Visions of the Body 2005: Sections

  • Photo of Corset
    Corset
    1880s
    © Kyoto Costume Institute
    photo by Takashi Hatakeyama
  • Photo of Maurizio Galante Dress
    Maurizio Galante
    Dress
    Spring / Summer 1992
    © Kyoto Costume Institute
    photo by Taishi Hirokawa
  • Photo of Hussein Chalayan Bodice
    Hussein Chalayan
    Bodice
    Autumn / Winter 1995
    © Kyoto Costume Institute
    photo by Takashi Hatakeyama

Sections

Prologue: Deformed Bodies for Fashion

Any examination of clothing necessitates examining both the clothing and the body wearing it. Western fashion, in particular, has been marked by a relationship between the body and clothing to create forms that reflected the aesthetics of different eras. Until the 19th century, the body was used as the support for female clothing that created diverse and extravagant shapes and forms. The shaping and forming was performed by undergarments such as corsets, crinolines and bustles, essentially “deforming” the female form through the use of “tools”to create a line or shape that was deemed ideal. Women often had to endure great discomfort to realize this ideal.

New Stage for Bodies and Fashion

The 20th century saw the birth of a new relationship between the female body and clothing. The liberation of the body from the corset resulted in a new awareness of the body. This change in body awareness or body image in turn resulted in an increasing diversity of meanings for and possibilities in clothing. New and separate directions emerged for clothing, undergarments and the female form. Clothing sought out unknown avenues of expression, undergarments – hidden until now – became outerwear, while the body itself took fashion’s center stage to become a powerful medium of expression. Another result of the liberation of the female form was the reclamation of skin sensibility or tactility and this period was marked by the introduction of new and unprecedented levels of tactility in clothing. Technological developments of the late 20th century resulted in an ever- increasing growth in human desire and this phenomenon is even transforming the way we view our bodies. The story of the human form is arguably moving into another phase, with the relationship between the human body and clothing about to take another step into the unknown.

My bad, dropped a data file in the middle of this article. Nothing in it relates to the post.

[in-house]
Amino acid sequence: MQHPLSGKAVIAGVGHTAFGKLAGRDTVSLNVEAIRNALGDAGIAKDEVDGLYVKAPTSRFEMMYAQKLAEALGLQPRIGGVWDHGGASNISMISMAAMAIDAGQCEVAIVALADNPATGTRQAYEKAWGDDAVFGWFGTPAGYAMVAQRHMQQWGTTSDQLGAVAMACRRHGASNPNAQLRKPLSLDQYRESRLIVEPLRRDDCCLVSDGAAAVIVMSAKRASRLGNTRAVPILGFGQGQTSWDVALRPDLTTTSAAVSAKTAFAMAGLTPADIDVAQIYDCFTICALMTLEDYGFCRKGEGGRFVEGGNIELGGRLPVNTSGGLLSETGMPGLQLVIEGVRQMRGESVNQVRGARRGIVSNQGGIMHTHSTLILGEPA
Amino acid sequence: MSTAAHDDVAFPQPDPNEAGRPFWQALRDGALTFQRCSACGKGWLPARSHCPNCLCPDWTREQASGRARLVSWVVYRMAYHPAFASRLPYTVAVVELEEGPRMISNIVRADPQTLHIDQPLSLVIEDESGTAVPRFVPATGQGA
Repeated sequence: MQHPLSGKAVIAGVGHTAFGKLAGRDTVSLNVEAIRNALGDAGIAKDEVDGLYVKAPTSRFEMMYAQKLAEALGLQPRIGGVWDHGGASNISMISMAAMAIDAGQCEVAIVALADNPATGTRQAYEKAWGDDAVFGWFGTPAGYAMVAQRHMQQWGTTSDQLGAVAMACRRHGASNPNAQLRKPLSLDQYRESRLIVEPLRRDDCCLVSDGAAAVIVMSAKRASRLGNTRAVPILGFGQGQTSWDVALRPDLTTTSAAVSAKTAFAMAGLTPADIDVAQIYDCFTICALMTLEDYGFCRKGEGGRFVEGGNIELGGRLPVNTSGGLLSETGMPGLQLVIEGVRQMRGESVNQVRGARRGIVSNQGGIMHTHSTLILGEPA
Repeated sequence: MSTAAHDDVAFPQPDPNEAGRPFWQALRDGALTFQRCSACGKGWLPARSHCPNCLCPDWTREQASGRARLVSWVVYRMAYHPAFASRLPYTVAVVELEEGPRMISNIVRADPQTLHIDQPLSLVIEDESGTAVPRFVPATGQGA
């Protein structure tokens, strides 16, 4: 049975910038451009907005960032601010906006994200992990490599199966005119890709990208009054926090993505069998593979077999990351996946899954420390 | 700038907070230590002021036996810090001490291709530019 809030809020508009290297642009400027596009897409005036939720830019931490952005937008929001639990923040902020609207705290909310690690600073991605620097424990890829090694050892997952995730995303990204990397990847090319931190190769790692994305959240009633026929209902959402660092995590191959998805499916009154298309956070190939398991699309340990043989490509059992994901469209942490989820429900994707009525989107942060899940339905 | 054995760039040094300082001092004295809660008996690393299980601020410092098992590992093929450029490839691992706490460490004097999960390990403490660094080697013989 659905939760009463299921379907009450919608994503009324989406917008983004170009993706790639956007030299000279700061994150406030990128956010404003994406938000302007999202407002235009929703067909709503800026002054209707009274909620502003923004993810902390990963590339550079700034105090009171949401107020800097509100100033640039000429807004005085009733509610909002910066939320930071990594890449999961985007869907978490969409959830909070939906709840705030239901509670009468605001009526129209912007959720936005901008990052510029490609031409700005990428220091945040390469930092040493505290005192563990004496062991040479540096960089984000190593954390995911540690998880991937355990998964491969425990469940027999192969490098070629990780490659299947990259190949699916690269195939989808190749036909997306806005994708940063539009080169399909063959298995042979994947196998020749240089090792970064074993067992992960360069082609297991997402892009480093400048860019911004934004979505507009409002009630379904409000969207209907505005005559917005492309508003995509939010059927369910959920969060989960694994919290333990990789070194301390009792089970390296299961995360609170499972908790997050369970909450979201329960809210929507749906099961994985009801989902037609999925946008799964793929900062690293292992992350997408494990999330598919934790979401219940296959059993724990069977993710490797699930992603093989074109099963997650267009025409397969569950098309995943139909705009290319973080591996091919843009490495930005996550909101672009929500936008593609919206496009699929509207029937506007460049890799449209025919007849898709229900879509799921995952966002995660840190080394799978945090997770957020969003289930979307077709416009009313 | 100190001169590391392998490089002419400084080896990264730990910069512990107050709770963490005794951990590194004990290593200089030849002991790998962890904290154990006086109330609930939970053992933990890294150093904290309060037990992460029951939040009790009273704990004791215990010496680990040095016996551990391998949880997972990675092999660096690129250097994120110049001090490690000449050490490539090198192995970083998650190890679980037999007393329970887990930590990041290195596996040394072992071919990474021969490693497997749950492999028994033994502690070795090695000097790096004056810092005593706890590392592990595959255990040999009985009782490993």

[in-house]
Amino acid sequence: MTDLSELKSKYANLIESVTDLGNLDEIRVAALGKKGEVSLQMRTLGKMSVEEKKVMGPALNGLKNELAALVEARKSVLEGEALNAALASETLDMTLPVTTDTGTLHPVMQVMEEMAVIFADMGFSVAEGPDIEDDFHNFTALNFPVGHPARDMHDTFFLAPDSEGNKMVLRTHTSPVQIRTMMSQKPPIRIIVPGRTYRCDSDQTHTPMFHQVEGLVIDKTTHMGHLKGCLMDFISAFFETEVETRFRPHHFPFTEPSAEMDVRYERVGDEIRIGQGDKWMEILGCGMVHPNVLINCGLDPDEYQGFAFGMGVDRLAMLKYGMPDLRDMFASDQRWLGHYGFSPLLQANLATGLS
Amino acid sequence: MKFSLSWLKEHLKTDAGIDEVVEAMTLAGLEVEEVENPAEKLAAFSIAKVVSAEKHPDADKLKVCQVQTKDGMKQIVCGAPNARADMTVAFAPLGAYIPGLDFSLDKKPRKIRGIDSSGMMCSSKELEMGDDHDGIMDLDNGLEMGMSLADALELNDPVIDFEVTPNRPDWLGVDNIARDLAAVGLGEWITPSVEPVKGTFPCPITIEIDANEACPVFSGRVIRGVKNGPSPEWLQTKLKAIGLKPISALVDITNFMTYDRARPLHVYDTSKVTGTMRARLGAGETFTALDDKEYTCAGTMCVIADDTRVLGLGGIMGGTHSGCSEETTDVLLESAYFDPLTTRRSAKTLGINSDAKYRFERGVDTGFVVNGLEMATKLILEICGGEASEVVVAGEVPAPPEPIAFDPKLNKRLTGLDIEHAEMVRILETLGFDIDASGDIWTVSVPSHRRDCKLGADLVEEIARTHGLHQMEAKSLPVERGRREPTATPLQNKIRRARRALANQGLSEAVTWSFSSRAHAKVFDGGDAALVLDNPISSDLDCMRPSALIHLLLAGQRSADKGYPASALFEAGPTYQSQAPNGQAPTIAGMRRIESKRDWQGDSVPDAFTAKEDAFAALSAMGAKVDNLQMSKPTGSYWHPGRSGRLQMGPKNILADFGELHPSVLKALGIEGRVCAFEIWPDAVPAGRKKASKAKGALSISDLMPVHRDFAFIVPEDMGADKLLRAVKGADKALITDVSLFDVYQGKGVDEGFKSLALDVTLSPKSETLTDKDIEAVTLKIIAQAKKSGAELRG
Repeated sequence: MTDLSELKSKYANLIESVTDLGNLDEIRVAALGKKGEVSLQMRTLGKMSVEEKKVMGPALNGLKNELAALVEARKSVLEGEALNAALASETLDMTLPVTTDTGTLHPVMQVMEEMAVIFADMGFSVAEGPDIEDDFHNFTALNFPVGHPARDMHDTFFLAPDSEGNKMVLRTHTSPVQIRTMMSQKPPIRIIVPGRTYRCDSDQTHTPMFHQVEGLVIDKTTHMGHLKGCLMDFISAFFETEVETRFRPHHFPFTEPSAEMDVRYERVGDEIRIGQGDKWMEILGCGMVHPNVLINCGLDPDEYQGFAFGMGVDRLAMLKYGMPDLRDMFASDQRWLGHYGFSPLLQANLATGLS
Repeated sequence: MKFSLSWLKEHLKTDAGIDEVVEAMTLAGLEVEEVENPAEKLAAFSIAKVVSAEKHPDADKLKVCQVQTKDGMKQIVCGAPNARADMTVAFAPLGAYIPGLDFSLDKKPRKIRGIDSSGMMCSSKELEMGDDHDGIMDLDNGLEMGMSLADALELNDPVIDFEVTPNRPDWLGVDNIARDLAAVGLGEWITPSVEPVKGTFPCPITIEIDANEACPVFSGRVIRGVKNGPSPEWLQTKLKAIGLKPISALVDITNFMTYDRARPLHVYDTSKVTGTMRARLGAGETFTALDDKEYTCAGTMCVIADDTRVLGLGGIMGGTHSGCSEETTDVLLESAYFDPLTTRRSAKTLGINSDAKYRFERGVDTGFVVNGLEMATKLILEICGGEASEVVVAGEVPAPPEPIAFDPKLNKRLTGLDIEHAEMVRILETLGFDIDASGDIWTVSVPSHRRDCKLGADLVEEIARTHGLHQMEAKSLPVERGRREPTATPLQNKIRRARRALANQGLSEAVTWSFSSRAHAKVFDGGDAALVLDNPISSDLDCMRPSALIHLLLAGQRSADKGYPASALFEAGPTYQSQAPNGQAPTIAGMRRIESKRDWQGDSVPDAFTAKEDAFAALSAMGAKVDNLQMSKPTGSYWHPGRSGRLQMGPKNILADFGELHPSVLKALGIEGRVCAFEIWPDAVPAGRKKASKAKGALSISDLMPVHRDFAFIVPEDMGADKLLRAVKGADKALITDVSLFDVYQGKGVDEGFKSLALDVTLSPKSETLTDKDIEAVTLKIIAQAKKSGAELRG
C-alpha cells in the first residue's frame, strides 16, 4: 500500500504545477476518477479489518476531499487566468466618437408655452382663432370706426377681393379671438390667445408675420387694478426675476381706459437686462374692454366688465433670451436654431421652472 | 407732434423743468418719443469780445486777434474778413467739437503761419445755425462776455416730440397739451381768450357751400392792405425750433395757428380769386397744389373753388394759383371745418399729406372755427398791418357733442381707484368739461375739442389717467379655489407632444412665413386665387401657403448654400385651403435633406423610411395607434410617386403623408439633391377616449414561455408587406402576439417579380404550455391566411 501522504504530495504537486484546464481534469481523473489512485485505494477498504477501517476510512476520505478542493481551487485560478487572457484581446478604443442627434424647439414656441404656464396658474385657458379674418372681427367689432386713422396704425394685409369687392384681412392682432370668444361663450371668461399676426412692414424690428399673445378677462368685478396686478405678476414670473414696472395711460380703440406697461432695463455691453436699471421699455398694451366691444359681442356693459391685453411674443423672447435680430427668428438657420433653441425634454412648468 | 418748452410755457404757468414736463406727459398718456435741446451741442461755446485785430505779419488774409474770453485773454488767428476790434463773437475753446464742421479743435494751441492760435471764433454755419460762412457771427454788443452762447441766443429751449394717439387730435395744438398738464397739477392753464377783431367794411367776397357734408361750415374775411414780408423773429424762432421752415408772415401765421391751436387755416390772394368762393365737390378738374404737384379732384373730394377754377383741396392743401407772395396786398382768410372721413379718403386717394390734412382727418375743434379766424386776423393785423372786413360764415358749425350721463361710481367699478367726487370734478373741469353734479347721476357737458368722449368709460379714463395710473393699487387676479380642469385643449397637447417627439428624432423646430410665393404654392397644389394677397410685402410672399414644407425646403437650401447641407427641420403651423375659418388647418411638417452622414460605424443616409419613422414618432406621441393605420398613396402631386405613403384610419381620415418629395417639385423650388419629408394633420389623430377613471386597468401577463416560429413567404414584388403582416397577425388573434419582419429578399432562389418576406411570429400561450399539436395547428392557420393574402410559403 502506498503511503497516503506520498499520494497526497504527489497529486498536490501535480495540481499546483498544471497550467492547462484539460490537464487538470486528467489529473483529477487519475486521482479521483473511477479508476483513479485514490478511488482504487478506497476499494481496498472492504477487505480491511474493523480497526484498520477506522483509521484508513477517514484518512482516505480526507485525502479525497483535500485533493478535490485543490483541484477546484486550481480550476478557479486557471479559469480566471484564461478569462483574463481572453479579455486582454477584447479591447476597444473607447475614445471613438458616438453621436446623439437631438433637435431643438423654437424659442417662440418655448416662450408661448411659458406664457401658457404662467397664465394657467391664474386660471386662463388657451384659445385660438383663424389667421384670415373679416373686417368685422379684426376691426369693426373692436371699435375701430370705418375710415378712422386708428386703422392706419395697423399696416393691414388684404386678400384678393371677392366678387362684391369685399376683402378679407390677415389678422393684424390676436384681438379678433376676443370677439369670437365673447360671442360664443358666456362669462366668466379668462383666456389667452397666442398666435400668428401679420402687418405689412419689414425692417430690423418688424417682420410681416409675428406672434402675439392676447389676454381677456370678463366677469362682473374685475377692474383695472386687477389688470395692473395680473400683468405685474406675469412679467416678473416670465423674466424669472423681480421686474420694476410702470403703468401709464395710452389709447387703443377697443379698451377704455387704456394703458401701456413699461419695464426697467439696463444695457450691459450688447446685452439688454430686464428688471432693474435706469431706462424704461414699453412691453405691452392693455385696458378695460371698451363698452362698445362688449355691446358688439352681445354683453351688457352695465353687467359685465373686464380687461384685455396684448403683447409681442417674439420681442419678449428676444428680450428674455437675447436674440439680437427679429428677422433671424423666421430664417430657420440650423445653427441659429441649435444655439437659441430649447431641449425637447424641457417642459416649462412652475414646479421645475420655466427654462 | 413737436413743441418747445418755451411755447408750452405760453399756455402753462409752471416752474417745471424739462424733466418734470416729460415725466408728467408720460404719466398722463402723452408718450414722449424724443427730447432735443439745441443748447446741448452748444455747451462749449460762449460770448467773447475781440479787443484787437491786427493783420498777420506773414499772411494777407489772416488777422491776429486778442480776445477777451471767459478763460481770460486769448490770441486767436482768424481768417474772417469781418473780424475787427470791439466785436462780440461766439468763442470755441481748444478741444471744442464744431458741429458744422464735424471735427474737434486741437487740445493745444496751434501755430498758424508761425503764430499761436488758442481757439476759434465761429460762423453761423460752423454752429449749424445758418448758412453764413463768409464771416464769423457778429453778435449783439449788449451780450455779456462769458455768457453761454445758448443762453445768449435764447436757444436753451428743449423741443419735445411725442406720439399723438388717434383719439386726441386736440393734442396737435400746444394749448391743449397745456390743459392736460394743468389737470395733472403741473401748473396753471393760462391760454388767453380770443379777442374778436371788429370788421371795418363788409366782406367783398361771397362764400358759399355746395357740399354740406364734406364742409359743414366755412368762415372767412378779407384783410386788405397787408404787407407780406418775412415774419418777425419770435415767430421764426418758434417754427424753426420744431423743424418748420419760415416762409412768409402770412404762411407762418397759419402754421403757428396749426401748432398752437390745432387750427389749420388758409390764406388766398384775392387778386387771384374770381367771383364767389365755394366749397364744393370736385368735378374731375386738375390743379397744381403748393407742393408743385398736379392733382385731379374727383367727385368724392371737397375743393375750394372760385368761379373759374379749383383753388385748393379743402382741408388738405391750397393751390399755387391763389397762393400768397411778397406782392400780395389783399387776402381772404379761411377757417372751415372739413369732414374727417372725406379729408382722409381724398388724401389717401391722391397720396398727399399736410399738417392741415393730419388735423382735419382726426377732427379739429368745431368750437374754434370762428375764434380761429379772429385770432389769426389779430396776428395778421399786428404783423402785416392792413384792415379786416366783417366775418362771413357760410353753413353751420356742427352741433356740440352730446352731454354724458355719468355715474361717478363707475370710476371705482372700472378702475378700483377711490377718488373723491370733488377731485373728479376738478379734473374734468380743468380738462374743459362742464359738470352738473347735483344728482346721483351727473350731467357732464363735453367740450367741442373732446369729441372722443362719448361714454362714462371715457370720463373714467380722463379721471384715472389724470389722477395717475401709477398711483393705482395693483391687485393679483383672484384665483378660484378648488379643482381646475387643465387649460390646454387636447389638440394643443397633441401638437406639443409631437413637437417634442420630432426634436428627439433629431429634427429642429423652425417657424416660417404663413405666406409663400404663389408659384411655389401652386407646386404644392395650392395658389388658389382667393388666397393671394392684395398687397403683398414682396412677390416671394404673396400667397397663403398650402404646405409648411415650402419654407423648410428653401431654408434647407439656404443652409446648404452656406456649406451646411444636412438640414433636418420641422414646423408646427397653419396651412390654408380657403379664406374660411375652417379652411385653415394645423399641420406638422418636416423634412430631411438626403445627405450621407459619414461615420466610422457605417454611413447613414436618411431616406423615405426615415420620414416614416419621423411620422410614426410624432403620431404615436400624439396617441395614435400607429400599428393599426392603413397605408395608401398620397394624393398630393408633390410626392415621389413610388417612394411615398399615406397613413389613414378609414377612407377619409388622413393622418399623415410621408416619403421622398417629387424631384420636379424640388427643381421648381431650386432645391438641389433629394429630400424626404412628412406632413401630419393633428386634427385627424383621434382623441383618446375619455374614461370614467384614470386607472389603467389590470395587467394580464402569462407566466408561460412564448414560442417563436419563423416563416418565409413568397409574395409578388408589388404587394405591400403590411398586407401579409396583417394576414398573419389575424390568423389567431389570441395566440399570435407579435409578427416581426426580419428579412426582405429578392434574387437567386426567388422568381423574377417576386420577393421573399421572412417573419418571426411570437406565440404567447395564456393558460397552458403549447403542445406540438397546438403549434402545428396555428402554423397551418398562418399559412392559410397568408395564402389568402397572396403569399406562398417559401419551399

• Photo of Rei Kawakubo / Comme des Garçons Sweater, Skirt
    Rei Kawakubo / Comme des Garçons
    Sweater, Skirt
    Autumn / Winter 1995
    © Kyoto Costume Institute
    photo by Takashi Hatakeyama
  • Photo of Jean-Paul Gaultier Dress
    Jean-Paul Gaultier
    Dress
    Spring /Summer 1987
    © Kyoto Costume Institute
    photo by Takashi Hatakeyama
  • Photo of Jean-Paul Gaultier Dress
    Jean-Paul Gaultier
    Dress
    Spring / Summer 1996
    © Kyoto Costume Institute
    photo by Takashi Hatakeyama

Page Top